Making it in India


The India Way

Sharmila Kantha (Ed)

Confederation of Indian Industry

134 pages; Rs 2,100

The "Make in India" programme has been one of Prime Minister Narendra Modi's most prominent messages to the international and Indian business communities. It was one of the issues he singled out for his soaring rhetoric in his first Independence Day speech in 2014. "I want to appeal [to] all the people [the] world over, from the ramparts of the Red Fort, 'Come, make in India'…Sell in any country of the world but manufacture here. We have got skill, talent, discipline, and determination to do something. We want to give the world a favourable opportunity …," he said.

How does the policy encourage entrepreneurs to take advantage of this "favourable opportunity"? If that answer is unclear still, this coffee-table book does a reasonably competent job in providing a SWOT analysis of Indian manufacturing as seen by businessmen with long experience of making in India.

This is probably not the intention of the publisher, the Confederation of Indian Industry (CII), which counts some of India's largest manufacturing conglomerates among its members. As an industry chamber, this offering is more about an opportunity, taken at the flood. CII rarely criticises governments and suffered some uncomfortable moments when a senior representative ventured to censure Mr Modi during his tenure as chief minister of Gujarat. Understandably, then, this book has tactfully refrained from analysing the policy (or lack thereof) in any depth. It seeks to provide instead what Sumit Mazumder, who was president when the book was published, has described as "a valuable guidepost to those interested in the aspirations of India to emerge as a manufacturing hub of the world".

The valuable guideposts may not be immediately visible because the general tone of the book is politely upbeat, encouraging and, above all, relentlessly aspirational. Anyone looking for the real issues and insights about Indian manufacturing will need to read between the lines of these 16 pieces.

For instance, Naushad Forbes, CII's current president, sets out the seven principles defining the new Indian manufacturing enterprise or, to put it in the kind of language that Narendra Modi has made popular, "the India Way of Manufacturing". These principles contain all the key words and phrases - "customer-driven system", "world-class", "integrating technology", "innovation", "crowdsourcing", "next-generation visionary leadership" and "inclusive practices". All of these will be among attributes for a Make in India award that CII has instituted.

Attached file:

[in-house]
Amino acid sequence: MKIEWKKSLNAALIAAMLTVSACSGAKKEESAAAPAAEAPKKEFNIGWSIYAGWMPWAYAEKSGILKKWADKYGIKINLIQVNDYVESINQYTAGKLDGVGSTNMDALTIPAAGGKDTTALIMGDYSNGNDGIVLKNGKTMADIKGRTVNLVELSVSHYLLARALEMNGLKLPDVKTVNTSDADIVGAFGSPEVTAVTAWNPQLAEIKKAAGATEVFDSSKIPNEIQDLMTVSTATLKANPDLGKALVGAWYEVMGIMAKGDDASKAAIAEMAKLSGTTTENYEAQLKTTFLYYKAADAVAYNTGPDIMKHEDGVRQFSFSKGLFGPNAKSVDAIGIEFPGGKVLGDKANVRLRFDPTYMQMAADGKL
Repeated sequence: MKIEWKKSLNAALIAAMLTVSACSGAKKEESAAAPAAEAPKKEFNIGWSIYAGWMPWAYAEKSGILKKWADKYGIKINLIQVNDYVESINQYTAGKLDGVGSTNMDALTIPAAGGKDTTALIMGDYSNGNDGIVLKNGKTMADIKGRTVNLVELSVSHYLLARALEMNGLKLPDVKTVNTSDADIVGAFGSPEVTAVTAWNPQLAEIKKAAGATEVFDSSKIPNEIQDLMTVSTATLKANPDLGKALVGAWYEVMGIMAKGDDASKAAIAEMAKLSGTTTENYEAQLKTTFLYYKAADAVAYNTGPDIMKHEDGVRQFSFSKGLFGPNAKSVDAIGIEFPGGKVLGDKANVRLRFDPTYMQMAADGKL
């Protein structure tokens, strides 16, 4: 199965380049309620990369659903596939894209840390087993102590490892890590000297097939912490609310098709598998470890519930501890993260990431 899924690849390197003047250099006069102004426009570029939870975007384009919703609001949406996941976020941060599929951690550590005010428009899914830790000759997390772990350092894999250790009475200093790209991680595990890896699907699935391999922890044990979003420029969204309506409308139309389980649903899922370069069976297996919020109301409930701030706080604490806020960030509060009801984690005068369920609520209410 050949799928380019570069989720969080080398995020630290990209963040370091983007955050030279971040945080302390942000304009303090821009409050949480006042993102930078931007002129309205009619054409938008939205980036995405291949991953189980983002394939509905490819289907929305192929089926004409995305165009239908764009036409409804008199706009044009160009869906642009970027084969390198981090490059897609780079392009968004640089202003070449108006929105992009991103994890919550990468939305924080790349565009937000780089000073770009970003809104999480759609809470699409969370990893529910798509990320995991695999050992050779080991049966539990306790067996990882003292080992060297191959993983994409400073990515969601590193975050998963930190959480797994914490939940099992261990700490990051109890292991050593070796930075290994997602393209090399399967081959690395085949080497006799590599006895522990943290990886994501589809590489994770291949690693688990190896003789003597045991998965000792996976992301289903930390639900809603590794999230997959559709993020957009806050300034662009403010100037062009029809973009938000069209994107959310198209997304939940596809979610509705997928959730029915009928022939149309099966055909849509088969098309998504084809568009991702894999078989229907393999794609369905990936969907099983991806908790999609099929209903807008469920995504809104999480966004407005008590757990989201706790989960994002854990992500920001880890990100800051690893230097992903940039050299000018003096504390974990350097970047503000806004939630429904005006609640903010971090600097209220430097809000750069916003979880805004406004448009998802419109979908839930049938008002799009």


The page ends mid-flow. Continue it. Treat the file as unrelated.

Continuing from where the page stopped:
Perhaps the most significant of these attributes is listed on point 7 of Mr Forbes' article: "Taking forward the agility and adaptability gained from operating in sub-optimal environments at home (poor connectivity, unreliable power) as a strength in dealing with an uncertain world". In fact, Mr Forbes has mentioned just two of the "sub-optimal environments". Any manufacturer can add several more to the list - the restrictive labour legislation, corrosive official corruption at every level, the skills shortage, uncertain policy being just a few. The essay by Sunil Kant Munjal, joint managing director, HeroMotoCorp, gallantly titled "Make India Proud of Herself Again" is one of the few to mention some of these issues - including the insidious "Inspector Raj" - but others do not emulate his candour.

It is true, though, that infrastructure remains the biggest constraint, and its development is closely tied in a chicken-and-egg relationship with the expansion of manufacturing. Feedback Ventures' Vinayak Chatterjee, whose brightly optimistic piece belies his deep knowledge of the real state of Indian infrastructure, makes a neat point when he says, "While 'Make in India' is an invitation to the manufacturing sector, we must seize every opportunity we can to 'make India' in the process."

C Narasimhan, former president of Sundaram Clayton, who chairs the CII Cluster Programme, probably came closest to the truth when he bluntly and insightfully lists out why, despite steady progress of over 50 years, India is in not a position to excel in manufacturing. Among his arguments he suggests that our tendency to adapt British, European and Japanese systems may not be entirely suitable for India ("Such adopted systems do offer improvements but not excellence," he writes). He offers in their stead the vision of an Indian Production System, which is interesting but there are no examples to suggest how this theory works in practice.

The inclusion of hard examples of "manufacturing in action" would have added some heft to this book as would comparisons with China or East Asian models. Mr Munjal and T V Narendran, managing director, Tata Steel India and South East Asia, make brief references to those competitive challenges, but they are too inadequate to provide meaningful information for prospective investors.

Finally, a word on the production. In an attempt to provide different voices, the designers have come up with a crowded layout that reduces the book to a brochure. It is good that they have desisted from using the childishly constructed lion that constitutes the official "Make in India" symbol. But the decision to repeat the cogwheel motif and combine it with a text vaguely resembling the Devanagiri script gives the book a clunky feel that unwittingly reflects the real state of Indian manufacturing instead of the sophisticated, futuristic vision to which we aspire.

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